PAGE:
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Mwolo is not only a fast runner but he is also gainfully employed, if
you call working for a drug dealer in Nairobi “gainful”
employment. The boy delivers drugs for his boss and is kept quite
busy until one day he stumbles on a murder that endangers his life.
protect the young boy, his employer sends Bingo off to St. Michael’s
Orphanage where the youngster encounters a group of individuals as
corrupt as those he rubbed shoulders with on the streets.
street wise boy soon finds an American woman is interested in
adopting him, but Bingo is too savvy to believe she really cares
about his well-being or desires to make his life better. In turns out
Bingo knows a reclusive but talented local artist named Thomas Hunsa
and Bingo’s “benefactor” really wants to use the child to
strike a deal to obtain Hunsa’s art before anyone else discovers
up in a web of deceit and empty promises, Bingo has to come to terms
with who he is, his situation and what he wants to do with his life.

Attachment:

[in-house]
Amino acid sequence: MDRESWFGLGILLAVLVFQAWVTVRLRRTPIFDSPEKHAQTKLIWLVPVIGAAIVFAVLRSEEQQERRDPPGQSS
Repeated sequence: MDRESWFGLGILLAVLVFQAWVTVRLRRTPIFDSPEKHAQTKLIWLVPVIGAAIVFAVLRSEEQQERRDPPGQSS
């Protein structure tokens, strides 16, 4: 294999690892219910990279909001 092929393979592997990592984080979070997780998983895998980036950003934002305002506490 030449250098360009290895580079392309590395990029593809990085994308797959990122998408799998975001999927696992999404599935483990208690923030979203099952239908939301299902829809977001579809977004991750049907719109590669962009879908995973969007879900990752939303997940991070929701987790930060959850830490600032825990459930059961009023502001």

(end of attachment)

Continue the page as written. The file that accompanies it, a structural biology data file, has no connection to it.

This is a pretty demanding situation for an adult let alone a young
boy. With a little guidance from a caring hotel maid named Charity,
the boy manages to see his way clear of the dilemma he finds himself
in and perhaps the future won’t be too bleak.
endearing character who has the ability to make you both laugh and
weep, Bingo’s story is one that you won’t soon forget. The
picture James Levine paints of Kibera, one of Kenya’s largest
slums, is quite graphic but it is an environment that Bingo
understands and one he has learned to survive in. It is when the boy
leaves this world and enters another he is less familiar with that
this novel becomes quite interesting.